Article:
Pierians are committed to bringing together people interested in artistic endeavors; enhancing the enjoyment of the arts through the pursuit of study and other activities; and recognizing individuals in the community for artistic contributions and achievements. To that end, the Baltimore chapter provides a bi-annual award in the name of its founder, Annette C. Johnson, to a young and aspiring artist committed to pursuing a musical, dance, visual arts or theatrical career. The chapter has contributed to the underwriting of student performances and a ballet at the Baltimore School for the Arts, and the art of quilt making as a result of hosting the Women of Gee’s Bend when the Gee’s Bend quilts were the featured exhibition at the Walters Art Museum.
In recent years, the chapter featured authors with “Conversation with the Artist” events featuring Larry Gibson and his book “Young Thurgood” and Artero Pietila with “Not in My Neighborhood.” In collaboration with the Baltimore County Chapter, they hosted Ann Todd Jealous (daughter of Charter Member Mamie Todd) and Caroline T. Haskele who shared their book, “Combined Destinies: Whites Sharing Grief About Racism.”
As the chapter enters its fifty-seventh year, it remains committed to the vision of its founder. The current officers of the Pierians, Inc. are: Janet Waters, president; Patricia Whitmore-Kendall, Ph.D., vice president; Linda Folson Jackson, secretary; Nikita Haysbert, corresponding secretary; Wanda Ramsey, M.D., financial secretary; Lisa Shipley, treasurer.
Members are: Carole Ball; Carol Spencer Carter; Vanessa Coles Lynn Jackson Dorman; Jewel Mosely Gray, Ed.D.; Comalita Haysbert; Robin Howard; Ellen Howard; Verna M. Jackson; Camay C. Murphy; Darlene Moss; Elizabeth Ramsey; Lydia Mussenden; Hon. C. Yvonne Holt-Stone,Esq.; Patricia Roulhac; Mary Sue Welcome, Esq.; LaVerne Nicholson-Sykes; Roni Young, Esq.; Lois Wysinger . Alumni include Jacqueline Lewis and Olivia C. Stewart.
The Carats, Inc. – 1959
The Carats, Inc., is a national organization whose purpose is to promote social, educational and civic involvement among members. In the late 1950’s, a group of New York women founded an organization to combat the indignities they were experiencing due to the Jim Crow laws in the United States. The women were denied access to public accommodations, such as hotels and restaurants. Their purpose was to establish a social network whereby they would meet women of similar ethnic origin, experience, and circumstances, thus avoiding the indignities they would otherwise be subjected to as they traveled from city to city. These connections laid the groundwork for organized activities which subsequently became a formal organization, known as the Pivots.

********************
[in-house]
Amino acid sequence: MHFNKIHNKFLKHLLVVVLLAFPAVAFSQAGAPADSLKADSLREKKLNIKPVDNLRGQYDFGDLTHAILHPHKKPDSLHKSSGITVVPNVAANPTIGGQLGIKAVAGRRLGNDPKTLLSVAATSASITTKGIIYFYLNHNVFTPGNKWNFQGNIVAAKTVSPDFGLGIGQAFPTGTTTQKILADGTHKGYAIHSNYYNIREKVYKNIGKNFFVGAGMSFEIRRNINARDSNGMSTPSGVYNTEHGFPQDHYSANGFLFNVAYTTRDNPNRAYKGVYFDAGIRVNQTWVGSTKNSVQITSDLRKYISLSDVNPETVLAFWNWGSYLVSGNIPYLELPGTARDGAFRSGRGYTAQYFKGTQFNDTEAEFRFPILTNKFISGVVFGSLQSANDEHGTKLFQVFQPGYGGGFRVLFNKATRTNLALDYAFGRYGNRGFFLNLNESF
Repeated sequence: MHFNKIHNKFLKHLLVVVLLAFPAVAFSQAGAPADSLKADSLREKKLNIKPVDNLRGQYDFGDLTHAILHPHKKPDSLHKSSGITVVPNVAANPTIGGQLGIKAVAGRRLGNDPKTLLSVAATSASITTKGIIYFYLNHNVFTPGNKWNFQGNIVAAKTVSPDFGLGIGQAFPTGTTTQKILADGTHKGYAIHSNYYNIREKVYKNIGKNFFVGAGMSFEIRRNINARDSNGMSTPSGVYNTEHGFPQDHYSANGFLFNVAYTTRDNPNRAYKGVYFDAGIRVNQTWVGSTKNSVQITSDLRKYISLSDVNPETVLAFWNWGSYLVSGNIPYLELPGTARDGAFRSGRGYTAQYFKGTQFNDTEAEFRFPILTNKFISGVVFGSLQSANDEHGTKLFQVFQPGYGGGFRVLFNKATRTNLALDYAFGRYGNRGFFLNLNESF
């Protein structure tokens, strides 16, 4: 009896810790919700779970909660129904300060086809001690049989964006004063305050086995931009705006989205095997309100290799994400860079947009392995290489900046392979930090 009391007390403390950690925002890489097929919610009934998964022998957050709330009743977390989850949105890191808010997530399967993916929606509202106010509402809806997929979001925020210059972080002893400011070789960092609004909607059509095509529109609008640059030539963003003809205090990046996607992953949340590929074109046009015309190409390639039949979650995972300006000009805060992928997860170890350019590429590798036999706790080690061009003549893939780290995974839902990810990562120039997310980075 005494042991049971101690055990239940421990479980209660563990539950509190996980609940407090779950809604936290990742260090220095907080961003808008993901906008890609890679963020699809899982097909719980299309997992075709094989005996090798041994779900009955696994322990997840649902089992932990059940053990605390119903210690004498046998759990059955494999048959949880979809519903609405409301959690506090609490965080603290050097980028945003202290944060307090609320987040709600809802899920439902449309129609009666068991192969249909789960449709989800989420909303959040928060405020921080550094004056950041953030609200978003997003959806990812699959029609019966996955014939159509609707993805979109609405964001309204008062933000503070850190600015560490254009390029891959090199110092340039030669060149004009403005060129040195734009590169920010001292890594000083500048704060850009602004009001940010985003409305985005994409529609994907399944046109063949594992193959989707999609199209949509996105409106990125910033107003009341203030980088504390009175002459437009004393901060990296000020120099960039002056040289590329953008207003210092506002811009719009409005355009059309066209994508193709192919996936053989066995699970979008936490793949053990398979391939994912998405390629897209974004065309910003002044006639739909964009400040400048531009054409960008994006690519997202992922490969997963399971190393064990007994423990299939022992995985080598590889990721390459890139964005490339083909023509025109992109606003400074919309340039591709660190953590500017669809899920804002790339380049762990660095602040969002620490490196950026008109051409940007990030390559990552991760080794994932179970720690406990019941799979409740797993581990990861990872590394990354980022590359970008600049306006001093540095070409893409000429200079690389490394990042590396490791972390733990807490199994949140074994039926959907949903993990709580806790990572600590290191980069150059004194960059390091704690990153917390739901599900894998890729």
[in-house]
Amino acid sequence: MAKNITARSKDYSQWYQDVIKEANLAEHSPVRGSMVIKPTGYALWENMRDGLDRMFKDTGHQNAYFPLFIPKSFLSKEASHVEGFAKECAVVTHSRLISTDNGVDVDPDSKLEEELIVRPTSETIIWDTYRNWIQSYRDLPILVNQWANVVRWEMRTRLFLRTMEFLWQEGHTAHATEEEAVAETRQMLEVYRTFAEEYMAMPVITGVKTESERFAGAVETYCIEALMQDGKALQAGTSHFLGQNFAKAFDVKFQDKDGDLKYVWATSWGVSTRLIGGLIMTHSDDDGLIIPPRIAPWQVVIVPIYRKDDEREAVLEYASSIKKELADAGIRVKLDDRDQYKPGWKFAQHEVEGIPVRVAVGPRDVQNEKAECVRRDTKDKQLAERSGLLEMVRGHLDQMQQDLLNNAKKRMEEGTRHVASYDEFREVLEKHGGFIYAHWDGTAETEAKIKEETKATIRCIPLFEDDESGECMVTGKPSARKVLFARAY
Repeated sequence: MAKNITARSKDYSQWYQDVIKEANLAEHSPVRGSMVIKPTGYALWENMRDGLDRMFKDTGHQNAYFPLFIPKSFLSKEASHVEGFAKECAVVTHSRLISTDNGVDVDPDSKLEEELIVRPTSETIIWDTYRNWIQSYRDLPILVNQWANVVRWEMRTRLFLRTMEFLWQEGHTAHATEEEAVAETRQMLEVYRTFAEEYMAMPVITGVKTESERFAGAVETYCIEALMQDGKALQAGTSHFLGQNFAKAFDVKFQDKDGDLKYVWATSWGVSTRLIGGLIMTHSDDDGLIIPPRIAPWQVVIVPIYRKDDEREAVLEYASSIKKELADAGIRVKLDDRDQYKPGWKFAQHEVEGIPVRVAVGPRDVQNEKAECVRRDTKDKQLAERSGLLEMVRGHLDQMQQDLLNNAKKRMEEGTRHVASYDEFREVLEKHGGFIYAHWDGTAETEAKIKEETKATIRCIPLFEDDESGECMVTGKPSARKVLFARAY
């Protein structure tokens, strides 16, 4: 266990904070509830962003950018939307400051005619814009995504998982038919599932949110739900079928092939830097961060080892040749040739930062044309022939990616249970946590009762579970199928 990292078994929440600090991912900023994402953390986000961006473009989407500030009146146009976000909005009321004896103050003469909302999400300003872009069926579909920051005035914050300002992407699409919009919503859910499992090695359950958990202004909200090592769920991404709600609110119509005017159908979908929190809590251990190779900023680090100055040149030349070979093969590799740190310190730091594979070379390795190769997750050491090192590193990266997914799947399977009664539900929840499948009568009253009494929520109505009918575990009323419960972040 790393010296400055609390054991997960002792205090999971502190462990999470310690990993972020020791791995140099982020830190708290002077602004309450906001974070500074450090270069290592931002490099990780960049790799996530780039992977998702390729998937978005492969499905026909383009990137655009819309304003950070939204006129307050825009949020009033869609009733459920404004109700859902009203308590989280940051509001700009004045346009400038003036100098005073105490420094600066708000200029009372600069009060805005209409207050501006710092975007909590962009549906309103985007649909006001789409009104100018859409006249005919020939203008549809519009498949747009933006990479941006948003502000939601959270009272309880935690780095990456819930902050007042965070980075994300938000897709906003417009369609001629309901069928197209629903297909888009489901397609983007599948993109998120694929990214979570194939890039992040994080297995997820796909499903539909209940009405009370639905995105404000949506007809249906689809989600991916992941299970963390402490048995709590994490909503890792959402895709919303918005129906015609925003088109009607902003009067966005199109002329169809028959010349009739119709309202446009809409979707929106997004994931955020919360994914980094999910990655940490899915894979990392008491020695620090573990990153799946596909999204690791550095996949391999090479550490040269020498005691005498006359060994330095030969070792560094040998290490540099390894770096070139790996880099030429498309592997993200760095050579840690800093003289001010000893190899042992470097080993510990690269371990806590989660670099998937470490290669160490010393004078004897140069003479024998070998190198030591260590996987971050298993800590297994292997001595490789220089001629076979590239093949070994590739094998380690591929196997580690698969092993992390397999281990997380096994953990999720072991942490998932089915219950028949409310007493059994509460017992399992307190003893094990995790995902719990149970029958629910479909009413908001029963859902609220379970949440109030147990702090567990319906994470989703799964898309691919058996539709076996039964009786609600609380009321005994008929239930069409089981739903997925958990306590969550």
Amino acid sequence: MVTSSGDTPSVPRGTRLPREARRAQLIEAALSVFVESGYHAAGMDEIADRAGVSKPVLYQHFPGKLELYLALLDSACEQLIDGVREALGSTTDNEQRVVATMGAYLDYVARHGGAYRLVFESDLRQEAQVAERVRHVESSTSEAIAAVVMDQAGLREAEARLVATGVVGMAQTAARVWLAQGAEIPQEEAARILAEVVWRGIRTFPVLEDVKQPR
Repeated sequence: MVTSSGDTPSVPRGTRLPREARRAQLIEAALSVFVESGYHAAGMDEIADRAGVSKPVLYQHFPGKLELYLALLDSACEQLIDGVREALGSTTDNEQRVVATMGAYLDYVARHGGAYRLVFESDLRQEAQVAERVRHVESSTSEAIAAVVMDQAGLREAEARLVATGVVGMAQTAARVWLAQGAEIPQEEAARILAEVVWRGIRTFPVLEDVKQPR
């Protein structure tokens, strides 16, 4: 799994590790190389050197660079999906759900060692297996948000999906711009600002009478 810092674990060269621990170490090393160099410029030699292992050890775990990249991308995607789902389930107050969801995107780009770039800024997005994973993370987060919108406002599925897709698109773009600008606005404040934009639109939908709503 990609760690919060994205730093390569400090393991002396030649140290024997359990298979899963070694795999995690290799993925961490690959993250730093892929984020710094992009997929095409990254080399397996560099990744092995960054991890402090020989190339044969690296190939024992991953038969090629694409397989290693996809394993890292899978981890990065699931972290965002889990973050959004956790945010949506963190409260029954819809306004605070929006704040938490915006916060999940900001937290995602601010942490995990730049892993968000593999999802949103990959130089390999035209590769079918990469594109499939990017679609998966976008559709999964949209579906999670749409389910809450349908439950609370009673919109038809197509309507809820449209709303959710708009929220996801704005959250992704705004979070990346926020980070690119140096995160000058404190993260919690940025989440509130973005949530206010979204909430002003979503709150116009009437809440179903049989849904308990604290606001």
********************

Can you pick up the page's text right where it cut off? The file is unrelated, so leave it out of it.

In May, 1959, the New York chapter officially installed a chapter in Pittsburgh into the Pivots. As the women in both groups relocated and developed other associations, new chapters evolved in various cities. By 1975, Pivots chapters had been installed in nine cities: Baltimore; Atlanta; Columbus, Ohio; Detroit; Macon, Ga. and Washington, DC.
Also in 1975, the board of directors, recommended that the organization’s name be officially, changed to CARATS, Inc.
The Baltimore Charter members were Helen Birth, Gordine Blount, Vera Carrington, Jeanne Davis, Geraldine Desbordes, Helen Gattis, Lillian Jones, Frances Murphy, Frances Pennington, Joan Phillips, Minnie Smoot, Helen Whitaker, Ada Woodland and Janet Woolridge.
There are currently eighteen members in the Baltimore chapter. The members are Merlene Adair, Jean Adams, Sylvia Brown, vice- president; Paula Byrd; Evelyn Chatmon, recording secretary, Carolyn Cole, president; Marlene Downs; Carol Ford, corresponding secretary, Laverne Gaither; C. Yvonne Holy-Stone; Anita Jackson; Jean Lewis, technology; Alma Macer; Charlene McCargo, financial secretary, Frances Pennington; Delores Sykes; Patricia Tunstall, treasurer; Cynthia Webb; and Minnie Smoot, emeritus.